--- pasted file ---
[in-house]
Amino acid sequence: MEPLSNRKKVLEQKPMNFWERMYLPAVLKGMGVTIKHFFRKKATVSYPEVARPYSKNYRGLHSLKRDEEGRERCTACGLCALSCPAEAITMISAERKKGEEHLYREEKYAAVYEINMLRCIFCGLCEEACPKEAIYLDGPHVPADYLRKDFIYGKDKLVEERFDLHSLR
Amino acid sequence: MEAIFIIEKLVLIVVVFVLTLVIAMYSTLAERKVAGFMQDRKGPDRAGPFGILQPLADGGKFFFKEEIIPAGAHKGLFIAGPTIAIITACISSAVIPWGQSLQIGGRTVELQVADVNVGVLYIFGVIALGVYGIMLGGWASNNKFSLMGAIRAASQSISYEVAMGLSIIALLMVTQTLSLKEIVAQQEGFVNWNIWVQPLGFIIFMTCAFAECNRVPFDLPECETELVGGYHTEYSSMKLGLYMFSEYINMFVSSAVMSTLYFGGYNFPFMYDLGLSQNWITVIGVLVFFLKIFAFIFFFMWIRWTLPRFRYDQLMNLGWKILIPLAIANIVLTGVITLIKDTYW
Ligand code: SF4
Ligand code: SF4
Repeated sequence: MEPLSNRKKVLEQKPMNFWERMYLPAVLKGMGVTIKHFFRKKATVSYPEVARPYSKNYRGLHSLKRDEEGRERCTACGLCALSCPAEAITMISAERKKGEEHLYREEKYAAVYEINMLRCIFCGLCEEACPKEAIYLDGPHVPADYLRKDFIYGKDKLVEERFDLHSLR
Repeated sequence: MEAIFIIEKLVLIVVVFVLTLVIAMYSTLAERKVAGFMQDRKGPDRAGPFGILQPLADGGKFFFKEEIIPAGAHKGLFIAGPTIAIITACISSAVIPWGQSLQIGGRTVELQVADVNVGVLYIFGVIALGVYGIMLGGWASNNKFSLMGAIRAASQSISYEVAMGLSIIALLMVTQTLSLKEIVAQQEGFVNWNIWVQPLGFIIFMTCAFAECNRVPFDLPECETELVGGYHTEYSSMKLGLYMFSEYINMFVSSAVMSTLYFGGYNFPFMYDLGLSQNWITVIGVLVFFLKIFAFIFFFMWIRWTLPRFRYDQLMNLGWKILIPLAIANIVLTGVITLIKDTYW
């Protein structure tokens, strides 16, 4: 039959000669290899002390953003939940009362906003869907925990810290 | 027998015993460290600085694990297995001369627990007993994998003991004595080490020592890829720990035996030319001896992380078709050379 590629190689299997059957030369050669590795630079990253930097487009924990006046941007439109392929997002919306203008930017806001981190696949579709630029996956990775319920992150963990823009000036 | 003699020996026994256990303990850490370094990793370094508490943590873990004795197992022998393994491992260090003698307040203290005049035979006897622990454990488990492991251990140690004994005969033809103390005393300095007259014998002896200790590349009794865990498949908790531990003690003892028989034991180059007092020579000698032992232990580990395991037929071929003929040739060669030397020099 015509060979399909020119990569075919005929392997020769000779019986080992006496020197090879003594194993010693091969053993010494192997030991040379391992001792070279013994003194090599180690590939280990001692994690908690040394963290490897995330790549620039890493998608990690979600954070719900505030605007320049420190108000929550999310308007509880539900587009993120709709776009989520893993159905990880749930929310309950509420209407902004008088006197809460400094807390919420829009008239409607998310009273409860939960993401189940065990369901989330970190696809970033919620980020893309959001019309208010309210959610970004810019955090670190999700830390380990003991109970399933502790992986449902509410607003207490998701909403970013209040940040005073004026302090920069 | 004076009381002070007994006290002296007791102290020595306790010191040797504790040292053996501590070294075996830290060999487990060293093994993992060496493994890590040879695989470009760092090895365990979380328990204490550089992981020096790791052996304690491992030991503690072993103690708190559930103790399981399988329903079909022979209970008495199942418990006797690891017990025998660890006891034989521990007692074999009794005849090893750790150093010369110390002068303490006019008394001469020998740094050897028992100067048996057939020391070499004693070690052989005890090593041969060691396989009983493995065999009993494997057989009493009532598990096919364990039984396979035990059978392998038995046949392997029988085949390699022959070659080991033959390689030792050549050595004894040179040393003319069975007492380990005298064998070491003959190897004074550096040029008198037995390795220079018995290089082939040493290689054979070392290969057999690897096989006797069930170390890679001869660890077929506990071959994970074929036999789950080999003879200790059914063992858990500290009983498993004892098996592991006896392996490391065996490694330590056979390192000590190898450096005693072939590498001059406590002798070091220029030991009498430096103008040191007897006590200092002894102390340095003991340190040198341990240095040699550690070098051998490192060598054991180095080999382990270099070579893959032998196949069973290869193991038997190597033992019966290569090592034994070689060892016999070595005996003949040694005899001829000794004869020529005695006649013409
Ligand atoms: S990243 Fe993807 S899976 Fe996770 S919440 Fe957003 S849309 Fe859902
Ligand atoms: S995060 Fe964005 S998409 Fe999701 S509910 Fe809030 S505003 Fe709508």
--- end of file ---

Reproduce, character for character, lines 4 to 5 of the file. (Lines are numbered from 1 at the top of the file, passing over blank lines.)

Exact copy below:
Ligand code: SF4
Ligand code: SF4